Is it possible for violations of the Foreign Corrupt Practices Act (FCPA) and other domestic anti-corruption regimes to influence the outcomes of international investment arbitrations? In my last post, I showed how allegations of corruption could be relevant in investment treaty arbitration, both as a “sword” wielded by investors, and as a “shield” used by sovereign states. In this post, I consider how evidence from domestic anti-corruption proceedings could be used in arbitration, and what effects its use might have on the international system.
No arbitral tribunal has directly considered evidence from an FCPA investigation, but they have come very close. Consider the case of Siemens A.G. and Argentina. In 2007, Siemens won a large arbitral award from Argentina. However, about a year later, Siemens became the subject of a massive FCPA investigation, and U.S court filings revealed that the Siemens-Argentina deal on which the arbitration had centered had been obtained through bribery. In response, Argentina filed for an annulment of the arbitral award, and Siemens eventually agreed to cease attempts at recovering. Had settlement not occurred, the arbitral tribunal would have been forced to assess the legal weight of evidence from the FCPA proceeding.
For parties in arbitration seeking to prove corruption, piggy-backing off of domestic anti-corruption investigations could be very attractive. Proving corruption is notoriously difficult. Direct evidence of corruption is hard to come by, and states may have external incentives against revealing the full extent to which their internal workings are tainted by corruption. In World Duty Free v. Kenya — the canonical case on the effect of corruption in international arbitration — the corruption issue was essentially forced on the tribunal because the claimant admitted that it had engaged in bribery. This kind of situation seems unlikely to repeat itself, and tribunals’ own investigative powers are very limited, so evidence gleaned by domestic investigative authorities could be extremely valuable to claimants and states parties alike.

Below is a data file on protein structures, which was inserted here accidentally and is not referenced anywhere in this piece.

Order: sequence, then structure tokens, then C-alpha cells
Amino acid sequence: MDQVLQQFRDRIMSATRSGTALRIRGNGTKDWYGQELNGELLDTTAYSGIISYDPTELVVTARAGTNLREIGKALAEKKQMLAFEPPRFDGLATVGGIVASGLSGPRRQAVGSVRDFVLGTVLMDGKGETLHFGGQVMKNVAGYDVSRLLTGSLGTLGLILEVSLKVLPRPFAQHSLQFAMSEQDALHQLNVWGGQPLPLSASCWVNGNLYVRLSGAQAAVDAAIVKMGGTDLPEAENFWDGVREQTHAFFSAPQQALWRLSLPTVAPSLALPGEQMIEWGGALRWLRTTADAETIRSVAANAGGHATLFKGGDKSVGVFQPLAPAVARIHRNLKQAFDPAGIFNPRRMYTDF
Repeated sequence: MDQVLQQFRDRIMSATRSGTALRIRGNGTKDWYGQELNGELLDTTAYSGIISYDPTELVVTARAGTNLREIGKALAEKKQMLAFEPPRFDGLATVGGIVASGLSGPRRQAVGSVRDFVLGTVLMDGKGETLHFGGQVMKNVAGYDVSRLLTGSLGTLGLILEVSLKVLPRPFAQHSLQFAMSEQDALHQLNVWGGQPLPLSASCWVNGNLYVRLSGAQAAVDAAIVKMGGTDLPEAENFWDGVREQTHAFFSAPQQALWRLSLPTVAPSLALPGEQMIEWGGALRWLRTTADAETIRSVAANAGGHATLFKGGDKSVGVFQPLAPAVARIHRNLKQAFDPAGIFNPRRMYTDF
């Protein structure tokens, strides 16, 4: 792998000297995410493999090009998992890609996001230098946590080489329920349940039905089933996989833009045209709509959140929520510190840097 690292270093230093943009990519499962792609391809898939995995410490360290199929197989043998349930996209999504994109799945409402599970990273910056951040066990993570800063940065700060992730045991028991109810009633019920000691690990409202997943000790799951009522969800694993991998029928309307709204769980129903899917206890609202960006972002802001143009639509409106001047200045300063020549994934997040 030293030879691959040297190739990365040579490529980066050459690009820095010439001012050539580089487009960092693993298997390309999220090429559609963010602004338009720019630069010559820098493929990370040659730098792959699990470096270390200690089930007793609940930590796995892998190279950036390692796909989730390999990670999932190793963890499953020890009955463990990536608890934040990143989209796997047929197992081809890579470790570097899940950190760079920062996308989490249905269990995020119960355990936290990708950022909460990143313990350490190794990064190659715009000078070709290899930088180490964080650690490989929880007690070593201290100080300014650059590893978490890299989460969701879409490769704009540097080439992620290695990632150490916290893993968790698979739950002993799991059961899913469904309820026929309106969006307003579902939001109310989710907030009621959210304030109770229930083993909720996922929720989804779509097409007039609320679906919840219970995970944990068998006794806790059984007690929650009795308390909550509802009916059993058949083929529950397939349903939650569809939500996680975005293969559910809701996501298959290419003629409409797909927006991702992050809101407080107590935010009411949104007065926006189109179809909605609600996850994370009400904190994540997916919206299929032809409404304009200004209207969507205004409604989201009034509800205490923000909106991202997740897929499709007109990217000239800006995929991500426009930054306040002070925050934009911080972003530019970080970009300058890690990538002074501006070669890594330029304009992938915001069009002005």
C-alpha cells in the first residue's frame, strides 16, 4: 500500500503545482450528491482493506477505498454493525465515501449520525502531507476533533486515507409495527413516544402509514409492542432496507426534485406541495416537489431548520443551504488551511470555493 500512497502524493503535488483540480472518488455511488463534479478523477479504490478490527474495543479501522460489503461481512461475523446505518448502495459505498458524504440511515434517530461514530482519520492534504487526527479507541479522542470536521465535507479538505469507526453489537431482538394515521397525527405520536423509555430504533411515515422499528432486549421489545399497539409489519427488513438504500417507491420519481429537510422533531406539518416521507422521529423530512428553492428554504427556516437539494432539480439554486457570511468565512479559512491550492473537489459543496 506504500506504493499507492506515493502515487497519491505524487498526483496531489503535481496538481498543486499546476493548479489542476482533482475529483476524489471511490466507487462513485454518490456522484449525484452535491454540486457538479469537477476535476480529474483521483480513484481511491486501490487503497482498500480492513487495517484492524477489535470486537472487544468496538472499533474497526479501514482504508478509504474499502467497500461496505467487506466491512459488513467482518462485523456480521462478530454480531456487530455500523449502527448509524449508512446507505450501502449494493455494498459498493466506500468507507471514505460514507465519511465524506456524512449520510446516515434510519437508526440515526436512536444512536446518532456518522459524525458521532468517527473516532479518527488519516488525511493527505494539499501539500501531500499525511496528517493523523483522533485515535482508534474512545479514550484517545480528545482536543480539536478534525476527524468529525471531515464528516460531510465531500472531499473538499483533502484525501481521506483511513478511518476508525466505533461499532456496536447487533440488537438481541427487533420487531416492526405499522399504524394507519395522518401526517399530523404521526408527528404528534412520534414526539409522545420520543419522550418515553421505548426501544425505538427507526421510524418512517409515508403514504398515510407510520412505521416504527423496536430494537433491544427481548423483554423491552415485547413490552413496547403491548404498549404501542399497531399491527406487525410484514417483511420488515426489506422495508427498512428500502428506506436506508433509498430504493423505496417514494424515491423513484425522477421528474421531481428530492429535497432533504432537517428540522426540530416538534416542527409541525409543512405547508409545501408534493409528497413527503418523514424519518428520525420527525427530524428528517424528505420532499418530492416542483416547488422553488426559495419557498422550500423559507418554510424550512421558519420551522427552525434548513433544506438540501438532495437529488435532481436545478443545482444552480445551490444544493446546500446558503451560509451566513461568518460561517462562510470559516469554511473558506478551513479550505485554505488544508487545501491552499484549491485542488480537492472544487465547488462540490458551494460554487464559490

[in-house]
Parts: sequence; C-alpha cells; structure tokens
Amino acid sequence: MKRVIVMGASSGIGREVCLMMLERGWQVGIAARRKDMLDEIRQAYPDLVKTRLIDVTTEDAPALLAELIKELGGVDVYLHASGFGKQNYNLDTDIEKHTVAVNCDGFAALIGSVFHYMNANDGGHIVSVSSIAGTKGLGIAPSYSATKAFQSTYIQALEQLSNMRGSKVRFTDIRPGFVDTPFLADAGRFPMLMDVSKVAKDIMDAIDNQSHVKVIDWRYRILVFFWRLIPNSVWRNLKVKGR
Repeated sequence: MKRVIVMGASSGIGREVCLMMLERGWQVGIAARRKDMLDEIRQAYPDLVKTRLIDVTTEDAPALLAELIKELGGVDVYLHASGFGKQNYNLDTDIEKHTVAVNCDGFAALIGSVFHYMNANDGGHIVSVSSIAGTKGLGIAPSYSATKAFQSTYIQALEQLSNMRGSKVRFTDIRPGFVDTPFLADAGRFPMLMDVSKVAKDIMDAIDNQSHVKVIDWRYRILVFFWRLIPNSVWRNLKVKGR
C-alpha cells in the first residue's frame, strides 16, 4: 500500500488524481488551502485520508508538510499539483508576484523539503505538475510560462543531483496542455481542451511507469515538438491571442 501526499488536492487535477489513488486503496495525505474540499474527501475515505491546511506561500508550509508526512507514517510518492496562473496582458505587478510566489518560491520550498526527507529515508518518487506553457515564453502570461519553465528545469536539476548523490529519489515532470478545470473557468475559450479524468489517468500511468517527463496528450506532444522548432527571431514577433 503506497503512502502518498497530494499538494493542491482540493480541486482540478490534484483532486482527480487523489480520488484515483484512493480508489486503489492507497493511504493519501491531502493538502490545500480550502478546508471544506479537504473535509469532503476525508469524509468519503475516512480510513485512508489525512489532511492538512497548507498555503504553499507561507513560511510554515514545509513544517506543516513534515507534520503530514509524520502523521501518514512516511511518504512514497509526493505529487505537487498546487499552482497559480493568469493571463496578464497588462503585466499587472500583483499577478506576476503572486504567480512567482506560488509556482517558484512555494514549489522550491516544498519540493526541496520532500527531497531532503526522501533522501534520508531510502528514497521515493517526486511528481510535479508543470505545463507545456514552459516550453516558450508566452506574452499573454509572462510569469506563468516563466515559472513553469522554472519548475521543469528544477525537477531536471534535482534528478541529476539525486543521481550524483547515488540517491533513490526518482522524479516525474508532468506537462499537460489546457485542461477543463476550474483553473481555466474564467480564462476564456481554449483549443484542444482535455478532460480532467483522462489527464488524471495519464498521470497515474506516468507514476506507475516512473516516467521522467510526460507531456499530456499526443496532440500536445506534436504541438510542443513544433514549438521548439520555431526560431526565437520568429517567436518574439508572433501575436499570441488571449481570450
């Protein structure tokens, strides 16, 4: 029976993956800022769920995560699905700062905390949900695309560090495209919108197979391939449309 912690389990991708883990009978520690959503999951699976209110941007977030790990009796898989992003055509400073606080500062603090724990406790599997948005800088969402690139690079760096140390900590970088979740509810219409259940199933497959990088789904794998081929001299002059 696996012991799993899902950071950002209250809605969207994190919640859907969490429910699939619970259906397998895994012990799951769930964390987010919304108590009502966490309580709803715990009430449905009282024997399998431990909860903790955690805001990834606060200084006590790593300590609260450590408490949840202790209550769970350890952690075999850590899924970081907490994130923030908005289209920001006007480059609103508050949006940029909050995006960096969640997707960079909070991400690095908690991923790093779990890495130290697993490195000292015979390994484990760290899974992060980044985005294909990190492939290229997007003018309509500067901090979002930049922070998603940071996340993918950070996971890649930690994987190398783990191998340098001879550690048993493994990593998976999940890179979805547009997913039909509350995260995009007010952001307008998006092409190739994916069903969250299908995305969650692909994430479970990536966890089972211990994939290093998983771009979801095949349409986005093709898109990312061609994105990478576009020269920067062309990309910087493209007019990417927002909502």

If FCPA violations do become relevant to the work of arbitral tribunals, this could have some interesting and potentially troubling implications.
First, although domestic anti-bribery statutes are becoming more common, most of the large-scale investigations are still undertaken by the U.S. As previous scholars have noted, FCPA enforcement decisions are not free of political influence and may in fact reflect U.S. foreign policy priorities. As a result, reliance on FCPA-based evidence (or evidence from any domestic anti-corruption proceeding, for that matter) could skew corruption allegations in investment treaty arbitration in a direction influenced by the policy priorities of the states that conduct their own corruption investigations. Thus, in the future, corruption allegations in arbitration could pose a challenge to ICSID’s legitimacy as a relatively unbiased forum for resolving investor-state disputes.
Second, and perhaps more interesting, the potential for secondary liability in international arbitration could affect the character of FCPA investigations and negotiations. Most of the deferred prosecution and non-prosecution agreements that resolve FCPA cases are products of extended negotiations between the DOJ/SEC and offending companies. The specter of secondary liability through arbitration could make certain companies less likely to admit to wrongdoing, or to sign agreements detailing their wrongdoing. Thus, if domestic anti-corruption violations do become relevant to ICSID arbitrations, the long-term effect could be more contentious and volatile FCPA settlement processes.